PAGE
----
Here’s how the full poll shakes out:

Screen Shot 2014-11-23 at 12.36.35 PM

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Week 13, Statistically Speaking

Joey Iosefa, Tau Lotulelei

A statistical snapshot of the week that was in college football…

.592 – Winning percentage of visiting teams in Pac-12 road games (29-20) this season. The six teams ranked in last week’s Associated Press Top 25 (Oregon, UCLA, Arizona State, Arizona, Utah and USC) have a combined overall road record of 23-6 (.793)

.815 – Ohio State’s winning percentage (97-22) in Big Ten play since 2000, the highest league winning percentage among all Power Five schools.  Oklahoma 99-24 is next at .805.

.933 – Career field-goal percentage for Florida State’s Robert Aguayo (42-45).  The all-time career mark, for at least 45 attempts per the 2014 FBS record book, was .900 (45-50) by Louisiana-Lafayette’s Brett Baer (2009-12). The career mark, for at least 55 attempts, is .895 (68-76) by Nebraska’s Alex Henery (2007-10).

0 — Touchbacks this season for Wake Forest punter Alex Kinal, the only player in the Top 25 in punting average who can make that claim.

1 — 400-yard passing games for Jake Waters in his career, the lone one coming in Kansas State’s win over West Virginia Thursday night (400 even).  Waters had only one previous 300-yard game, that coming in November of last year against Oklahoma (348).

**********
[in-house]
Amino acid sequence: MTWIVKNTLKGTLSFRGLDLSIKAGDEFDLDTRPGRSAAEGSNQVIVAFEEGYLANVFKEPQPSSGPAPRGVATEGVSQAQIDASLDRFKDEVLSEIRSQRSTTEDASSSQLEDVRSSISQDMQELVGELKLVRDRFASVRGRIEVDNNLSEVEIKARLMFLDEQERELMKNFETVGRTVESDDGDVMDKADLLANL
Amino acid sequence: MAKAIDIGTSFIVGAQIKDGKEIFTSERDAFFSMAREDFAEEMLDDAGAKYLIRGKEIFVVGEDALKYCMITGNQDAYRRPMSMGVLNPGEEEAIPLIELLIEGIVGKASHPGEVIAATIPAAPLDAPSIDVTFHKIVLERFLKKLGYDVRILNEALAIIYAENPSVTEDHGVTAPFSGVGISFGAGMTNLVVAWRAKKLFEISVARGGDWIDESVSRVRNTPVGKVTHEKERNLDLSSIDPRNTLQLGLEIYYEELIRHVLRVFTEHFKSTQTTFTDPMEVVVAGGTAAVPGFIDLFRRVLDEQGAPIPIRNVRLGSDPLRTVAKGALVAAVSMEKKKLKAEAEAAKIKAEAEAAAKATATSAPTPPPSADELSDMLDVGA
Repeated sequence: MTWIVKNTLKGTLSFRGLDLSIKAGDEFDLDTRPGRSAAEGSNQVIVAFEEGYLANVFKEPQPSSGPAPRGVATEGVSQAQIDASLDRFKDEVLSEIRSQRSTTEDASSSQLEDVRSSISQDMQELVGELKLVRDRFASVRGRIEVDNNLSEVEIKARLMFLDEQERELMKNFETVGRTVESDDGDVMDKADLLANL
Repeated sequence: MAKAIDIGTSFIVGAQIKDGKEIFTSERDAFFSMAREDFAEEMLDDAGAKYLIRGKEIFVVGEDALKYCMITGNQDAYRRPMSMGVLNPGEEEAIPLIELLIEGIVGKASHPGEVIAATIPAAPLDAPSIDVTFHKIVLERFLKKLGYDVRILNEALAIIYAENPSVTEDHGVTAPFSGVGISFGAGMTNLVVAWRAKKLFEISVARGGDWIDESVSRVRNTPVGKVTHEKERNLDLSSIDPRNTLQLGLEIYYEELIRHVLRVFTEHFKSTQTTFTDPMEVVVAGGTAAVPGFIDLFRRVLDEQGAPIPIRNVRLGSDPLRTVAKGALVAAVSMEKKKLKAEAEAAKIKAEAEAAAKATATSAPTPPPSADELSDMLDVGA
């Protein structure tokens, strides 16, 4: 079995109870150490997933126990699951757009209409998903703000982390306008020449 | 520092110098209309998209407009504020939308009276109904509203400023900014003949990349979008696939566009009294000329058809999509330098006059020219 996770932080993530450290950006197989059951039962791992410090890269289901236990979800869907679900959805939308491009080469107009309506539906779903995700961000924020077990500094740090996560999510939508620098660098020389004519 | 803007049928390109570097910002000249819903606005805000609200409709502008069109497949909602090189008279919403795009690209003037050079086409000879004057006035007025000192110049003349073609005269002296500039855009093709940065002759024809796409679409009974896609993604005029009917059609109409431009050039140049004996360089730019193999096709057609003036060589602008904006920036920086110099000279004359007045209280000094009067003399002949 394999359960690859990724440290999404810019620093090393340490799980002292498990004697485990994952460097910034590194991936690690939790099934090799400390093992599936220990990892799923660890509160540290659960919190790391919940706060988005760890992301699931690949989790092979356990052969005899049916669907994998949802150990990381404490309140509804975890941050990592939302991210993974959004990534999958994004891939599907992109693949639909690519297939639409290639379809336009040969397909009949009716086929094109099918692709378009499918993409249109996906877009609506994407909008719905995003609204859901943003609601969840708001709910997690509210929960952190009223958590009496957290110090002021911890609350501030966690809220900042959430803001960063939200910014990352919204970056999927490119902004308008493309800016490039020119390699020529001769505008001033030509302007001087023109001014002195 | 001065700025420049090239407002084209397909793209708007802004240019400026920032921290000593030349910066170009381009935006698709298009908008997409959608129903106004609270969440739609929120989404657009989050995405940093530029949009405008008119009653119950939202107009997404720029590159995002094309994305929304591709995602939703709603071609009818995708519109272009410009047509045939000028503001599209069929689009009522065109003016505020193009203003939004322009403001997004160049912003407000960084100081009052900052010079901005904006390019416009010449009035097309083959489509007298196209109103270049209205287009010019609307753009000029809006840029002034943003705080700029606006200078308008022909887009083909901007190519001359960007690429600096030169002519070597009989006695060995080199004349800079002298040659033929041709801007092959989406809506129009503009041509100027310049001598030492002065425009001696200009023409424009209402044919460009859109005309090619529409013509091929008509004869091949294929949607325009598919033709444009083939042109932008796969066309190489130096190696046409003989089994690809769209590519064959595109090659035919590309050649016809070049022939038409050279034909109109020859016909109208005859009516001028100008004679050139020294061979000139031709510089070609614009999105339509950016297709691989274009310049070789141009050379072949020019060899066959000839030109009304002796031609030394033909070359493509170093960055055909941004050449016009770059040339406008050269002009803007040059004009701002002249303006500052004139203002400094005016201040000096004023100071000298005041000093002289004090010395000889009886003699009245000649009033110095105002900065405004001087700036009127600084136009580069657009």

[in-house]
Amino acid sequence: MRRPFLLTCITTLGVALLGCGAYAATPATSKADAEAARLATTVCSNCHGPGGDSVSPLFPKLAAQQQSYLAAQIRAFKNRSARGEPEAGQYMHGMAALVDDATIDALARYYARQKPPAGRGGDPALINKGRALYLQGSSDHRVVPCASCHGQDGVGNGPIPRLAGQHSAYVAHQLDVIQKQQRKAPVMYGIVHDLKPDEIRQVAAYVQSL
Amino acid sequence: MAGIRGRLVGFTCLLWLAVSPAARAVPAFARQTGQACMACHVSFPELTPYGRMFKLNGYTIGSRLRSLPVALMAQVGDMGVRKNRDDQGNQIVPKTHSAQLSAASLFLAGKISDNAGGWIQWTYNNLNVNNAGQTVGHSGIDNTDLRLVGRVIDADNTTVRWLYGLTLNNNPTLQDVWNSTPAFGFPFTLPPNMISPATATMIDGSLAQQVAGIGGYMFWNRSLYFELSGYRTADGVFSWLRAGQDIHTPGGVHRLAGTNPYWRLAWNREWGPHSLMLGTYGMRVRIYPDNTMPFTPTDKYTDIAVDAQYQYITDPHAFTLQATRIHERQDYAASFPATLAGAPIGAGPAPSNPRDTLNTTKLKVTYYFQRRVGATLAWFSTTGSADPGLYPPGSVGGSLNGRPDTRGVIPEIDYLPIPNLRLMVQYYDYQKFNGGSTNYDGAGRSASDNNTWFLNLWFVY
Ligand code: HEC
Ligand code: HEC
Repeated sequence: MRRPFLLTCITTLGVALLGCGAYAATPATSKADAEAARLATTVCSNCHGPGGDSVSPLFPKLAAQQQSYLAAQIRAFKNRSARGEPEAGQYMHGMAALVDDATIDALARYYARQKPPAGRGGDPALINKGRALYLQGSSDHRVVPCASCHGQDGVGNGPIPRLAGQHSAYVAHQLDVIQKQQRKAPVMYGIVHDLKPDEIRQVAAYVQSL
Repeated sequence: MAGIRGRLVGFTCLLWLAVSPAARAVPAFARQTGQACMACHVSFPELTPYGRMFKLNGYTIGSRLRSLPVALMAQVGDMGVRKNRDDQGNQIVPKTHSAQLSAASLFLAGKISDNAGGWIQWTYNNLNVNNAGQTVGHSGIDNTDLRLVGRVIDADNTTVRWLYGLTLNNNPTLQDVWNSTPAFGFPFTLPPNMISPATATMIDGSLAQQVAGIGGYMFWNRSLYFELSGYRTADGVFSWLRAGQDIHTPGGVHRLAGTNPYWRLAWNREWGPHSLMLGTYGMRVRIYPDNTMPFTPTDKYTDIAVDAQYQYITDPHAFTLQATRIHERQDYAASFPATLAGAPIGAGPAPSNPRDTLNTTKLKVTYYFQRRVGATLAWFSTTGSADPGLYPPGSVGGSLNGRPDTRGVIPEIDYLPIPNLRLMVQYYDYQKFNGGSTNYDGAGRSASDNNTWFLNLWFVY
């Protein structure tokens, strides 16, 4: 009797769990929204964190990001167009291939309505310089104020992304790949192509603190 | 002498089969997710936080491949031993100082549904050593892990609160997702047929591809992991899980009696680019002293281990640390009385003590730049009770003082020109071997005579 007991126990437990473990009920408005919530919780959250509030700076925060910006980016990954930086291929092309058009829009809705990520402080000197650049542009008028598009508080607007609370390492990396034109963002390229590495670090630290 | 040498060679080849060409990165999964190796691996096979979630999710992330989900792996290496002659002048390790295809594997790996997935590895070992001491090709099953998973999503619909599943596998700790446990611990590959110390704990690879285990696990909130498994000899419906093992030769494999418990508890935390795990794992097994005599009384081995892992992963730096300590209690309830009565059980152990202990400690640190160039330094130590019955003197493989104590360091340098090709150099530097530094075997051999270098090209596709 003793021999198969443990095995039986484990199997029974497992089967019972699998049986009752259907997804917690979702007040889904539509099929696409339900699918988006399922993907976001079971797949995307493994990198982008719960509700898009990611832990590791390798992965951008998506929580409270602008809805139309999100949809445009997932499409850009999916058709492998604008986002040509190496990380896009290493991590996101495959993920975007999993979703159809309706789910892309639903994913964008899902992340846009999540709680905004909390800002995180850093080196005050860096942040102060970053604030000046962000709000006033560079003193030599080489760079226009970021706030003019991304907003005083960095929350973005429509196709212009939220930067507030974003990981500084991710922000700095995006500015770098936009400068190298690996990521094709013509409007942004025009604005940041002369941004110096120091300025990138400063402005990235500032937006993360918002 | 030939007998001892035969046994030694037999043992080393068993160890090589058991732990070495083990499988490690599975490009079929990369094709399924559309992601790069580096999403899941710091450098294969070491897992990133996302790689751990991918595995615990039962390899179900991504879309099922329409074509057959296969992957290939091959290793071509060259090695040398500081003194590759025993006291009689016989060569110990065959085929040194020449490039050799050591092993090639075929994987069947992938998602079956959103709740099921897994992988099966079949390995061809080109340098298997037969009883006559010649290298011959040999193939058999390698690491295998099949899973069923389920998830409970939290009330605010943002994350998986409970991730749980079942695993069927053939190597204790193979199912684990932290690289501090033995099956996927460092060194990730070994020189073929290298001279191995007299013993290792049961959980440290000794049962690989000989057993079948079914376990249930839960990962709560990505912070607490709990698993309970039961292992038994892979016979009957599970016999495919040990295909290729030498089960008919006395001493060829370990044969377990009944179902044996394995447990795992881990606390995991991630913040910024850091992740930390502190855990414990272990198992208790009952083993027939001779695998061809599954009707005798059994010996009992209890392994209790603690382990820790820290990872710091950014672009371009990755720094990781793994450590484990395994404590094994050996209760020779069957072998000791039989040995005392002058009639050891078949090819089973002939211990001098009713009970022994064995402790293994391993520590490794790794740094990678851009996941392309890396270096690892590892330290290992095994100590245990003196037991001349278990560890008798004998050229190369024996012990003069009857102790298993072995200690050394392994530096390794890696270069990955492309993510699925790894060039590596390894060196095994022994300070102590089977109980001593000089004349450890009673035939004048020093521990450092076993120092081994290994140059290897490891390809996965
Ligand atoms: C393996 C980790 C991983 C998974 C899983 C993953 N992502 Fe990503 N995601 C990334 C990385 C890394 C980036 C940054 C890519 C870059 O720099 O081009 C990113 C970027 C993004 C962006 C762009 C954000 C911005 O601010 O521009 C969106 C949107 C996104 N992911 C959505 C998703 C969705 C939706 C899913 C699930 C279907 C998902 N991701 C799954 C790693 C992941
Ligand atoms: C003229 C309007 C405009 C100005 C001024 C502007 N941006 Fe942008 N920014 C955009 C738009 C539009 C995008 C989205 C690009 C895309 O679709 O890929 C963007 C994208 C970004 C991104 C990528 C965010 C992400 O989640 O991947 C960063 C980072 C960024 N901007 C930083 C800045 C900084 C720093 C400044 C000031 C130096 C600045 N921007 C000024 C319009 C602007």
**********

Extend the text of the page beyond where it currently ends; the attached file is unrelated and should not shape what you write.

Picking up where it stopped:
Ohio State v Maryland

Brad Craddock

1 – Kickers at the FBS level who have yet to miss a field goal attempt (minimum eight attempts) this season: Maryland’s Brad Craddock (17-17).  Craddock has made 23 straight attempts dating back to 2013, the longest current streak at the FBS level and third-longest in Big Ten history.

1.2 — Yards per play Savannah State averaged in its 64-0 loss to BYU.  The Cougars limited the Tigers to 40 yards passing on 28 attempts and 23 yards rushing on the same number of attempts.

4 – FBS teams currently undefeated in conference play:

Florida State (ACC, 8-0)
Georgia Southern (Sun Belt, 7-0)
Marshall (Conference USA, 7-0)
Ohio State (Big Ten, 7-0)

5 — Consecutive games Auburn allowed 30 or more points prior to playing Samford, the first time that’s ever happened in the history of the football program.

5 – Number of undefeated home seasons in the history of Utah State football: 1968 (4-0), 1972 (5-0), 1982 (4-0), 2012 (6-0) and 2014 (6-0).

6 — Total touchdowns (five rushing, one receiving) for Colorado State’s Dee Hart in a win over New Mexico, the second-highest single-game total in Mountain West History.

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The Fifth Quarter: Week 13 Rewind

Samaje Perine AP

As is the case each and every season, each and every week, any omission below is not on purpose, it’s merely intentional.